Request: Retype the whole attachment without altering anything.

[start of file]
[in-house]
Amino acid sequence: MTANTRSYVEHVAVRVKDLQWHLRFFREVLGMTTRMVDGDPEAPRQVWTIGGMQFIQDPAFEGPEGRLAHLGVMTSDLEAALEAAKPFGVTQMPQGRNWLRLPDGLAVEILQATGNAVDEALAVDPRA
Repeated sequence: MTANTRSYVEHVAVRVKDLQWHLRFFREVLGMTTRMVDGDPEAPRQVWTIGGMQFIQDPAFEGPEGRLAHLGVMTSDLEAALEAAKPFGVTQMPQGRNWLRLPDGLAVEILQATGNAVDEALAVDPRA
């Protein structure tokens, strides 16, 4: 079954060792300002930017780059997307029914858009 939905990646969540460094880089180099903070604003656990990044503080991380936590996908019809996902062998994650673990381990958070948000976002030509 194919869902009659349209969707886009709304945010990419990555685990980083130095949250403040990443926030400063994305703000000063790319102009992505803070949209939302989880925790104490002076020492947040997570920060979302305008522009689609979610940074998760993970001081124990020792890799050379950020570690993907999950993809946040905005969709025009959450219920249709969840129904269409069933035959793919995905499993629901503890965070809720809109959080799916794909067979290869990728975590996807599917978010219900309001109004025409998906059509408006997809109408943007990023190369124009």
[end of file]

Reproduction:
[in-house]
Amino acid sequence: MTANTRSYVEHVAVRVKDLQWHLRFFREVLGMTTRMVDGDPEAPRQVWTIGGMQFIQDPAFEGPEGRLAHLGVMTSDLEAALEAAKPFGVTQMPQGRNWLRLPDGLAVEILQATGNAVDEALAVDPRA
Repeated sequence: MTANTRSYVEHVAVRVKDLQWHLRFFREVLGMTTRMVDGDPEAPRQVWTIGGMQFIQDPAFEGPEGRLAHLGVMTSDLEAALEAAKPFGVTQMPQGRNWLRLPDGLAVEILQATGNAVDEALAVDPRA
């Protein structure tokens, strides 16, 4: 079954060792300002930017780059997307029914858009 939905990646969540460094880089180099903070604003656990990044503080991380936590996908019809996902062998994650673990381990958070948000976002030509 194919869902009659349209969707886009709304945010990419990555685990980083130095949250403040990443926030400063994305703000000063790319102009992505803070949209939302989880925790104490002076020492947040997570920060979302305008522009689609979610940074998760993970001081124990020792890799050379950020570690993907999950993809946040905005969709025009959450219920249709969840129904269409069933035959793919995905499993629901503890965070809720809109959080799916794909067979290869990728975590996807599917978010219900309001109004025409998906059509408006997809109408943007990023190369124009």